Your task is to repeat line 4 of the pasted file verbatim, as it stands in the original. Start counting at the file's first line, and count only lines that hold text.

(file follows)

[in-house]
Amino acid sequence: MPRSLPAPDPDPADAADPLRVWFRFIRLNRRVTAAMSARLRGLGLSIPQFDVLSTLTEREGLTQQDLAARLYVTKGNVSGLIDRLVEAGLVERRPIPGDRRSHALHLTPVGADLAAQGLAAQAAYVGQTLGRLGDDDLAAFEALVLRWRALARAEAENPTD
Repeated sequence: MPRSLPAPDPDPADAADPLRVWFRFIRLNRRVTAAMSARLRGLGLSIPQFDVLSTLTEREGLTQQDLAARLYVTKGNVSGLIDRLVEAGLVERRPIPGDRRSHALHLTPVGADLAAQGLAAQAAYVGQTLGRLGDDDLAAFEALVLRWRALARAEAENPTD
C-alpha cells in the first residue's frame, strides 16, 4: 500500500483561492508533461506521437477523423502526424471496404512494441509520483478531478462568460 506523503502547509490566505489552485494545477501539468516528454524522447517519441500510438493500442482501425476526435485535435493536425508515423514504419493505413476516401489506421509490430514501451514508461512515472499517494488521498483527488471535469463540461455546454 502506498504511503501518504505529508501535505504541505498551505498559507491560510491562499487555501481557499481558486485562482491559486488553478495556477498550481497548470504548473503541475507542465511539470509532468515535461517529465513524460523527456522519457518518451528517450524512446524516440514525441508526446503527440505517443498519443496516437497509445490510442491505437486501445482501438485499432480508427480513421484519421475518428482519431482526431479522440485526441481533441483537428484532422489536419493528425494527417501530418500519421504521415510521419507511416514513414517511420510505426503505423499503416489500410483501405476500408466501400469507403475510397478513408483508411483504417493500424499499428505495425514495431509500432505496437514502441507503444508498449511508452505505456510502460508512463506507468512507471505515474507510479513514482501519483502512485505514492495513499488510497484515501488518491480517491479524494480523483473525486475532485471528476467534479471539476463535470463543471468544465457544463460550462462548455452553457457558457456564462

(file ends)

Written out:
C-alpha cells in the first residue's frame, strides 16, 4: 500500500483561492508533461506521437477523423502526424471496404512494441509520483478531478462568460 506523503502547509490566505489552485494545477501539468516528454524522447517519441500510438493500442482501425476526435485535435493536425508515423514504419493505413476516401489506421509490430514501451514508461512515472499517494488521498483527488471535469463540461455546454 502506498504511503501518504505529508501535505504541505498551505498559507491560510491562499487555501481557499481558486485562482491559486488553478495556477498550481497548470504548473503541475507542465511539470509532468515535461517529465513524460523527456522519457518518451528517450524512446524516440514525441508526446503527440505517443498519443496516437497509445490510442491505437486501445482501438485499432480508427480513421484519421475518428482519431482526431479522440485526441481533441483537428484532422489536419493528425494527417501530418500519421504521415510521419507511416514513414517511420510505426503505423499503416489500410483501405476500408466501400469507403475510397478513408483508411483504417493500424499499428505495425514495431509500432505496437514502441507503444508498449511508452505505456510502460508512463506507468512507471505515474507510479513514482501519483502512485505514492495513499488510497484515501488518491480517491479524494480523483473525486475532485471528476467534479471539476463535470463543471468544465457544463460550462462548455452553457457558457456564462